Contraband International Ltd started life when Archie Archer sold all her worldly possessions on a market stall in 1995 and flew to India with an empty rucksack and a £1,000 to set up a company. From a Prince's Trust loan to Shell Livewire Regional Finalist 1997 and NatWest Everywoman Athena Winner in 2011, Archer has grown the business from a market stall to manufacturer, importer / exporter and online mail order company to its current status as a global entertainment agency.

Contraband International Ltd started life when Archie Archer sold all her worldly possessions on a market stall in 1995 and flew to India with an empty rucksack and a £1,000 to set up a company. From a Prince's Trust loan to Shell Livewire Regional Finalist 1997 and NatWest Everywoman Athena Winner in 2011, Archer has grown the business from a market stall to manufacturer, importer / exporter and online mail order company to its current status as a global entertainment agency.

Q: What inspired you to set up Contraband International Ltd?


A: I set up my company just after leaving university. After graduating I moved to London and all I wanted was to own a convertible sports car. I knew I could make the money to buy one myself and that I’d get there quicker than working for someone else. I stayed in Oxford, rather than going home as many students did and street traded as a hair braider and henna tattoo artist. I used to earn over £1,000 a week sitting in Oxford and over £2,000 a week working hair braiding in St Tropez. I don’t remember much about my university course, but I learnt from the age of 19 that I was really entrepreneurial and enjoyed working for myself. I was great at sales and learnt my sales pitch in about six languages. I knew I had the ability to see an opportunity and to make money without having to work for someone else.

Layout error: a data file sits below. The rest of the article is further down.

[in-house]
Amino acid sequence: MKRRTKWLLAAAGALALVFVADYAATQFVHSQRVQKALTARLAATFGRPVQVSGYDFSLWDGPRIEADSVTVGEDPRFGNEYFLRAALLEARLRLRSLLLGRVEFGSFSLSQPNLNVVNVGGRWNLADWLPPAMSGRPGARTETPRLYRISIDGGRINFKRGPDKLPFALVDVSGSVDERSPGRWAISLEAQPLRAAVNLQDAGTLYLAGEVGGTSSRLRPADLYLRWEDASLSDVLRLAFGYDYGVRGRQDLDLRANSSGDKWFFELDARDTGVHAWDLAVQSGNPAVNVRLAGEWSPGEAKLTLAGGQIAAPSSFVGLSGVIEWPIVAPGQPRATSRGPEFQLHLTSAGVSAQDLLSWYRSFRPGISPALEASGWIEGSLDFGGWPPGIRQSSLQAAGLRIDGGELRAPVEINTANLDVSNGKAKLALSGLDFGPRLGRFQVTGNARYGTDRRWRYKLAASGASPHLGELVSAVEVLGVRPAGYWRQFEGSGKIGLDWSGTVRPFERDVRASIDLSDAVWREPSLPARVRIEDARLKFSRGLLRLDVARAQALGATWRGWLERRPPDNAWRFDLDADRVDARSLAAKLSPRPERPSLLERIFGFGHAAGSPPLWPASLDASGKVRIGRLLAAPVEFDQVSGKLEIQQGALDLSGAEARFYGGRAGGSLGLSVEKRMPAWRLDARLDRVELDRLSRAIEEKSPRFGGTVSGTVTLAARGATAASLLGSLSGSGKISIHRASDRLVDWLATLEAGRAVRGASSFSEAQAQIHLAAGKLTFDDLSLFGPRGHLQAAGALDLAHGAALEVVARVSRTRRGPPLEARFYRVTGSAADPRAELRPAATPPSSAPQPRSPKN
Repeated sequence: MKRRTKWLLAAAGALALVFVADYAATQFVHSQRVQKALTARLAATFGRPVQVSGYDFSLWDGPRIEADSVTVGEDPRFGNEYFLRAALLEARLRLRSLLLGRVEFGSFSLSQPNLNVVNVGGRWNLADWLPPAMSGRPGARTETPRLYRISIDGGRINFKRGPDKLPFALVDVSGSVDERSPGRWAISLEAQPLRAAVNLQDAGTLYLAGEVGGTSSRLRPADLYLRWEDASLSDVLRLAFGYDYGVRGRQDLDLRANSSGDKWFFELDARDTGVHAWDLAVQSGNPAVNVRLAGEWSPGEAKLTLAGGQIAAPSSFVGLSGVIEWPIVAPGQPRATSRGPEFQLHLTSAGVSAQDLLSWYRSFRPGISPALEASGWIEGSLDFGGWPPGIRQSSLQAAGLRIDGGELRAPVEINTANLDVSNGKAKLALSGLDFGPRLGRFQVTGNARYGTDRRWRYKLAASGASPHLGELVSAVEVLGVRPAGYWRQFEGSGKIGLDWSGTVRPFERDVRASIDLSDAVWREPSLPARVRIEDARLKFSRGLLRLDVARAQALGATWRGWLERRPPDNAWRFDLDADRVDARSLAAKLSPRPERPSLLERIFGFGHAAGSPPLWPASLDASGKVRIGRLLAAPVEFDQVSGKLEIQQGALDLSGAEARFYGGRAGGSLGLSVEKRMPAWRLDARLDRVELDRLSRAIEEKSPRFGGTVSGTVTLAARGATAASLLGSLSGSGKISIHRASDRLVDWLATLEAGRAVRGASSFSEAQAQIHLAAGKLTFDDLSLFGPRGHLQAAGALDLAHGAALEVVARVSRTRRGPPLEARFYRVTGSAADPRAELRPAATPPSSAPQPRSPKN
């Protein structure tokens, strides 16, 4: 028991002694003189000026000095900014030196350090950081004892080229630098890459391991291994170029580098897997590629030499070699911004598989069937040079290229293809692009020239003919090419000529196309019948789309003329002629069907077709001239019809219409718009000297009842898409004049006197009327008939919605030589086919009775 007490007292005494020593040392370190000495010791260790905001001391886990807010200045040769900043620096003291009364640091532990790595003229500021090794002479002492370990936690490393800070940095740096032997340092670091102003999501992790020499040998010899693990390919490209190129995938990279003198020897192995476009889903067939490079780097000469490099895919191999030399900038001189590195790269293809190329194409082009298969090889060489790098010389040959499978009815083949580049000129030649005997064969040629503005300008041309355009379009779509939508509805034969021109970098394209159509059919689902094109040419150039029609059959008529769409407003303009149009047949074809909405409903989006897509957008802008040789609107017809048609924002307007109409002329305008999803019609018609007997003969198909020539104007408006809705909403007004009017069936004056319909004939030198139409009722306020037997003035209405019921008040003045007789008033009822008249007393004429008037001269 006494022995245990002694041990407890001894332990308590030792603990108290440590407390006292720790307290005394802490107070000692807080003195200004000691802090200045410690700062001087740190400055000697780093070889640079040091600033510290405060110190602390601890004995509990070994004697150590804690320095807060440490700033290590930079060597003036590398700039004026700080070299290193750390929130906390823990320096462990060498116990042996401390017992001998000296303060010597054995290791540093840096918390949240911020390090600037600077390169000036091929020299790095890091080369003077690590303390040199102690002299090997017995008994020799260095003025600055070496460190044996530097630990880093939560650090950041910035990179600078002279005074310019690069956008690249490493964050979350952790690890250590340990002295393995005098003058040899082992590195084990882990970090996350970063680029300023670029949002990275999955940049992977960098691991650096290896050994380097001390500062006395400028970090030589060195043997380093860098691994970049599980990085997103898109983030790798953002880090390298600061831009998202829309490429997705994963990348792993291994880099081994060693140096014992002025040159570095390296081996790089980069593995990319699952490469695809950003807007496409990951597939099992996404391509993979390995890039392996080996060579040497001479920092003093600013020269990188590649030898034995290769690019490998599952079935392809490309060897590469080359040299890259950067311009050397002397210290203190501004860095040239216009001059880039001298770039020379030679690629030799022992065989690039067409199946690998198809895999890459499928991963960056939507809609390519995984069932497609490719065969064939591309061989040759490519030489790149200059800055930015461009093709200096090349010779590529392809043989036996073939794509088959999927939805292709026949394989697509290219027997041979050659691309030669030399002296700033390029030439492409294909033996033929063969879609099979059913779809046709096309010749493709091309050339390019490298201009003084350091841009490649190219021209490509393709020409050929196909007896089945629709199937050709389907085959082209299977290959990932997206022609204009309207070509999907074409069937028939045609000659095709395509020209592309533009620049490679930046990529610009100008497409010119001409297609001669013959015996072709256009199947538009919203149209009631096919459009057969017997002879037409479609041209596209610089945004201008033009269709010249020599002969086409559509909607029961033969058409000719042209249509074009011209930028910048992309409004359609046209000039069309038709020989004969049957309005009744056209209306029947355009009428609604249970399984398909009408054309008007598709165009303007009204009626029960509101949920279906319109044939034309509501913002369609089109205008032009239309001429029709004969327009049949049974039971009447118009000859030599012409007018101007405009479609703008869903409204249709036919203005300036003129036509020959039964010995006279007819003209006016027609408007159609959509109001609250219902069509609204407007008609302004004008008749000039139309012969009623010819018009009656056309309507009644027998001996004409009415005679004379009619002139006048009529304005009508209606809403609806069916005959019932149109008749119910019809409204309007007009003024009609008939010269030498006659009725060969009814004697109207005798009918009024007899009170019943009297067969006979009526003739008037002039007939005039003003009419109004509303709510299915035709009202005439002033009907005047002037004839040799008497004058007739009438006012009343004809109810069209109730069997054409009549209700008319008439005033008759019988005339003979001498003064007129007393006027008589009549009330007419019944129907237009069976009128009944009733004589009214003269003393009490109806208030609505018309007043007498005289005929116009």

Q: Had you always envisioned setting up a business within the events and entertainment industry?

A: I never thought I’d end up running an agency in the corporate entertainment industry. I’ve always been hugely ambitious but my business has grown organically and with each new opportunity it has evolved to the next stage of progression. From trading as a henna artist the next natural move seemed to be setting up a henna business. I created mail order company, Henna Crazy where I ran training courses and hired myself out as a henna tattoo artist for corporate events. My turnover was pretty small approximately £80K per annum, but I was making a living for myself. It was while working at corporate events and private parties that I met other acts including; belly dancers, magicians, balloon modellers, face painters. Almost unwittingly my business began evolving the entertainment agency that we are today.

Q: How do you source the acts on your books?

The first 40 or so acts on my books were the performers I’d met while working on the various the events that I had been hired for as a henna artist. Initially the performers I knew recommended other good performers. The agency snowballed from 40 acts to 350 and continued growing. Today we have over 1,500 acts on our books and ‘publically’ our books are shut. That means we really are brimming with the UK’s best roster already, but if we see something really unique or world-class, then we invite them onto our books. We have built up a fantastic reputation which means performers approach us to register. We have anything from five to 10 acts each day from across the globe wanting to register with us, from America to the Ukraine, from Australia to France.

Q: Turning an idea into a business ultimately requires some level of funding – how did you manage this?


A: The only funding I have ever had was a Prince's Trust loan in 1996. I applied for a £5,000 grant but over sold myself and was awarded a £2,500 loan; I was told: "You’re clearly very driven you’ll make the money without a grant!”. Aside from that funding I’ve never had any other financial input which has meant the company has grown organically, albeit slowly in the beginning years. I don’t believe you need funding to set up all businesses.

Q: Managing cash flow is vital for businesses especially during times of economic downturn, what procedures do have in place to control costs and stay competitive?